It ain’t easy being a bee these days.

With the introduction of genetically modified crops, stronger, more powerful, and prevalent pesticides, and a rapidly changing climate, bee colonies are quickly disappearing. According to the urban beekeeping organization, Honeylove, after WWII, there were 5 million honeybee colonies; today there are approximately half that many.  

Bees are one of our most valuable pollinators, responsible for pollinating 80 percent of the world’s plants! That means 1 out of every 4 bites of food we eat is due to the hard work of bees.  Without them, our food supply would be dramatically decreased, and life as we know it, severely altered.

Additionally, the demand for honey has resulted in many commercial honey brands to streamline production by feeding bees a diet of corn syrup, rather than wildflowers. Bees love sweet, and a beekeeper once told me the story of bees who foraged left over colored shell sugar from a nearby chocolate manufacturer, resulting in a blue honeycomb! While that may look cool and colorful, it results in sick bees and honey that is little better than the sugar used to create it. So if you choose to consume honey, be sure to always buy organic, wild, and local honey from trusted beekeepers whenever possible!

Aside from buying organic food from reputable sources, what else can we do to help the bees? Plant a bee-friendly garden! Here are some pollen-plenty plants to make a bee’s job a little easier and maybe even save them too!

Native flowering plants

The most beneficial and easiest plants for your garden are always natives. Native plants can be found naturally in your particular region, so they are specially adapted to the local growing conditions, wildlife, and climate.  Flowering natives with open blooms are the best for bees, and you can check with your local nursery to find the ideal plants for your region, or websites such as The Native Plant DatabasePlant NativeAmerica’s Beauty, or Enature.

Heirloom plants

Old fashioned varieties of plants are tried and true. The hybridization of many flowers has created resilient and showy blooms, but that doesn’t necessarily mean that these plants are healthy for a garden ecosystem. Single blossom plants are easier for bees to access and tend to provide more nectar and pollen than their hybrid, double blossomed versions. Look for organic, heirloom flowers that your grandparents or great grandparents might have planted in cottage gardens (when attracting enough pollinators might be the difference between a sustainable harvest and starving), like petunias, poppies, daisies, peonies, hollyhocks, delphiniums, geraniums, and old fashioned roses.  Bees have excellent color perception, so don’t be afraid to mix up your blooming color palate! They especially love blues, purples, whites, and yellows. Also, a variety of flower shapes in the garden will ensure that all of the 4,000 different species of bees in North America, with their different sizes and tongue lengths, have access to nectar.


You can’t go wrong with herbs! Not only do bees adore them, but they are edible, help control invasive insect populations, smell and look wonderful. Many herbs are self seeding (especially if you get lots of bees in there mixing up that pollen), so make sure you plant them where you intend to keep them! Also, other herbs, such as mint and thyme, will spread like crazy, so grow them in containers, in well-edged gardens, or in large flower pots sunk under the soil level.  Borage, catnip, dill, lemon balm, mint, lavender, sage, rosemary, basil, marjoram, and thyme are all popular with pollinators! Let a few of the herb plants bolt (go to flower) and plant among the vegetables in your garden to increase harvests.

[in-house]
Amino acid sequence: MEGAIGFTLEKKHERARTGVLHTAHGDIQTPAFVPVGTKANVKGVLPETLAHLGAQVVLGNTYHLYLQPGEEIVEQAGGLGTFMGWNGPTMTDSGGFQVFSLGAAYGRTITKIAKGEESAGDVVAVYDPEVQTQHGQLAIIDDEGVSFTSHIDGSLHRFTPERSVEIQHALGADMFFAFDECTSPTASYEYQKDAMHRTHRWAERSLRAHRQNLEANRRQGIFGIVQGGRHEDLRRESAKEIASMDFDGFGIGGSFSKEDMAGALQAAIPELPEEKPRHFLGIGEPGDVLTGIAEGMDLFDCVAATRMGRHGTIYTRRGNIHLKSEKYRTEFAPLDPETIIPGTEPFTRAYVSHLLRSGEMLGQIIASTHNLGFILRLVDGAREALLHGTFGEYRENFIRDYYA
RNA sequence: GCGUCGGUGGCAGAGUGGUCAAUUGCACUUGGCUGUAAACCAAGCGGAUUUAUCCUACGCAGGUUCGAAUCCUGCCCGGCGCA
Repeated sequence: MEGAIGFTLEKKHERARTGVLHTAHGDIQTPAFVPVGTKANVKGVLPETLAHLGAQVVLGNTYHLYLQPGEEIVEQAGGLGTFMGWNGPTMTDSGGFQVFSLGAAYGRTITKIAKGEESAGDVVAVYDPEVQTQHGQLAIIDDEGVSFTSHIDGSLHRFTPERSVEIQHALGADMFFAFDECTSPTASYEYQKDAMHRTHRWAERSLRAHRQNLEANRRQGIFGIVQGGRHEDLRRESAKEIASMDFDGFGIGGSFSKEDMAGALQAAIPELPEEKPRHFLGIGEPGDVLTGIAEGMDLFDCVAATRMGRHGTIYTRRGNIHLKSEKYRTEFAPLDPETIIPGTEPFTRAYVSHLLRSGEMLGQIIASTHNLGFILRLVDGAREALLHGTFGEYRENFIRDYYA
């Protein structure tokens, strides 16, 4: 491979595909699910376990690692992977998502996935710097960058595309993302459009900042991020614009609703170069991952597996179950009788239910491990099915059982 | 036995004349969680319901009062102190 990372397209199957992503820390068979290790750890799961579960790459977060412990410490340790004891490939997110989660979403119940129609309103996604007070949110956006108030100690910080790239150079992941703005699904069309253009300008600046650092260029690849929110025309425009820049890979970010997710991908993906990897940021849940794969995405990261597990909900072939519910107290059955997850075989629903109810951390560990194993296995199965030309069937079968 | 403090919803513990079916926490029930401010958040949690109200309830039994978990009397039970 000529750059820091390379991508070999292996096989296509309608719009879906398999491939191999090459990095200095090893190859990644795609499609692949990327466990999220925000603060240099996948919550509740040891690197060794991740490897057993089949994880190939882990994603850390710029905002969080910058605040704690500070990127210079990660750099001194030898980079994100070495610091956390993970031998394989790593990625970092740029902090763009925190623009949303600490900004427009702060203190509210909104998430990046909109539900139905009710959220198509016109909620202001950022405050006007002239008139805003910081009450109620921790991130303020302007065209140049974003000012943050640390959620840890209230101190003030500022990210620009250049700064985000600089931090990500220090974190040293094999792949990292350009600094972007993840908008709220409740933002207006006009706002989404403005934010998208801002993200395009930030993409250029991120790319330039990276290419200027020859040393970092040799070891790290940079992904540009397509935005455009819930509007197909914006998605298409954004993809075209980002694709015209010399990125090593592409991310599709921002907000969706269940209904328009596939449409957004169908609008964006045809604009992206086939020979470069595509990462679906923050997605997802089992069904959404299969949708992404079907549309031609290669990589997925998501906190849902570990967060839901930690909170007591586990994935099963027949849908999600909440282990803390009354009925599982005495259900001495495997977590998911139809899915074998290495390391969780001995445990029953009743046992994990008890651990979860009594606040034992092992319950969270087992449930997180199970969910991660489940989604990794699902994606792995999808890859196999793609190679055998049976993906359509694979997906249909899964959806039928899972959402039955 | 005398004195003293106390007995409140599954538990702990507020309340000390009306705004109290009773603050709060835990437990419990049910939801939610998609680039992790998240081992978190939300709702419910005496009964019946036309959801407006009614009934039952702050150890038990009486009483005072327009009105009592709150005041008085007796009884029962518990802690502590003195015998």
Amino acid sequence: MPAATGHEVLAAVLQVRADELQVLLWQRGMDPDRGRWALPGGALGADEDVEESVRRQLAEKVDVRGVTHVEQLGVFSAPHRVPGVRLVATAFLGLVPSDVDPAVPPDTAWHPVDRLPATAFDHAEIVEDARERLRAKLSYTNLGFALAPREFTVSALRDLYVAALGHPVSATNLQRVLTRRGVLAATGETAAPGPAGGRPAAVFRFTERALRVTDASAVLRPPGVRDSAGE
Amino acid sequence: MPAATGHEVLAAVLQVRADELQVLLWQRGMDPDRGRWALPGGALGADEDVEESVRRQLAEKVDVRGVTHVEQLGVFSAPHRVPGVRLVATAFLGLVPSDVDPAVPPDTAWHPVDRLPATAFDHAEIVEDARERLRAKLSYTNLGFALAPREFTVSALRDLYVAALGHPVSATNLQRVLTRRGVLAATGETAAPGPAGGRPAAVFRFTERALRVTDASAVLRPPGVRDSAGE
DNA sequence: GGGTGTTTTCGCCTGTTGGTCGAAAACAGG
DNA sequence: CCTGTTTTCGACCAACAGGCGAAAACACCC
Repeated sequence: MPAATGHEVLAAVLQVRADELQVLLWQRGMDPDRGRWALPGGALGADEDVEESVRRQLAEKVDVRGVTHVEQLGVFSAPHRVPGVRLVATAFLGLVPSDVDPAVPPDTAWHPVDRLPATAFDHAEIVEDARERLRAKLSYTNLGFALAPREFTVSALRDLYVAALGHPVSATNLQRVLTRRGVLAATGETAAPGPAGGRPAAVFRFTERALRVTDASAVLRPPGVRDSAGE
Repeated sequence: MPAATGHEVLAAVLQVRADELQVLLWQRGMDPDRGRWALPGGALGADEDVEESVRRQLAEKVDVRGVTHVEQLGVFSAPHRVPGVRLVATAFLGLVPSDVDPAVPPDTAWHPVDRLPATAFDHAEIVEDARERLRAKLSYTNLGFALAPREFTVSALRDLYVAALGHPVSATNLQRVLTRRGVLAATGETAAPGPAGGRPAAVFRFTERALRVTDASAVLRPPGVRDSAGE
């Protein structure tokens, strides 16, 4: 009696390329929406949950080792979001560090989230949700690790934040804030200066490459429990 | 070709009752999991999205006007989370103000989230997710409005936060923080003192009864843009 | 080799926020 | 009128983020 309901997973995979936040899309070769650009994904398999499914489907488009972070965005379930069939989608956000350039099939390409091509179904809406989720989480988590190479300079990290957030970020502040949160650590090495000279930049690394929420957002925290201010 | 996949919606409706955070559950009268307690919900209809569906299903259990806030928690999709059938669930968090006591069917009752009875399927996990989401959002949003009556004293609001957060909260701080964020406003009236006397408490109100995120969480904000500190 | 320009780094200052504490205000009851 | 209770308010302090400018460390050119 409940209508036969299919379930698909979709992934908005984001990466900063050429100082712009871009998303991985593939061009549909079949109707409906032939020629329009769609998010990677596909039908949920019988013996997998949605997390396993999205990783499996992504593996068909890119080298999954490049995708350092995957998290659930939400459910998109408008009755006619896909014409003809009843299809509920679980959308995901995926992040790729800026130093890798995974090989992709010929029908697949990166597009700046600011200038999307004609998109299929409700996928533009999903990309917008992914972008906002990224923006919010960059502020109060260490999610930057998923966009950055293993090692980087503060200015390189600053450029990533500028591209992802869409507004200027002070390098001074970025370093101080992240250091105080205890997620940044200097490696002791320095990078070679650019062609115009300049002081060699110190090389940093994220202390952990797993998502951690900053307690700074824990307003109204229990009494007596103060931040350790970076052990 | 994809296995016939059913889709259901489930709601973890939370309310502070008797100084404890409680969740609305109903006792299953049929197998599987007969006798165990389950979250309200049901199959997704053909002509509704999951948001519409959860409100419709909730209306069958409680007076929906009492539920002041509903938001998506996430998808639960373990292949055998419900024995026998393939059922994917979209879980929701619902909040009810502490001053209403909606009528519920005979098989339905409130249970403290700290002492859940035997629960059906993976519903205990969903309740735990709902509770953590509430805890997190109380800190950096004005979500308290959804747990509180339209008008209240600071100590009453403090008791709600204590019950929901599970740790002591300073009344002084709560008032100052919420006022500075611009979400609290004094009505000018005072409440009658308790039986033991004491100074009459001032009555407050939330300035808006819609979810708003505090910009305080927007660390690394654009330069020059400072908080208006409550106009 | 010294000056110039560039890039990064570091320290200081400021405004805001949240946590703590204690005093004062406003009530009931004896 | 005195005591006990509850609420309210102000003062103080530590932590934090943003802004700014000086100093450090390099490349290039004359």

Before becoming the produce we eat, many vegetables in the garden must flower first, attracting pollinators and ensuring a good harvest. Bees love the flowers from cucumbers, onions and chives, pumpkins and other squash, as well as all types of melons.  Broccoli, radish, and cauliflower blossoms are also a hit!


Nearly every fruit tree will attract bees when flowering, but some types, like Royal Gala Apple and Cherry trees produce an abundance of bee friendly blooms. Peach and nectarine trees, as well as fragrant citrus are also great options. Every fruit tree has different pollination requirements; some simply need pollen to be spread within their own blossoms.  Others need to be cross pollinated (pollinated from other trees of the same or, as in the case with apples, different type of fruit species)! When it comes to fruit trees, the work of the bees is especially important. Shrubs like blackberry, blueberry, elderberry, and raspberry are also particularly attractive to pollinators. 

There’s no doubt about it: modern day bees have their work cut out for them, but we can help save them (and ourselves) by planting a bee-friendly garden!

No living creature, not even man, has achieved, in the centre of his sphere, what the bee has achieved in her own: and were some one from another world to descend and ask of the earth the most perfect creation of the logic of life, we should needs have to offer the humble comb of honey.” – Maurice Maeterlinck, The Life Of The Bee, 1924

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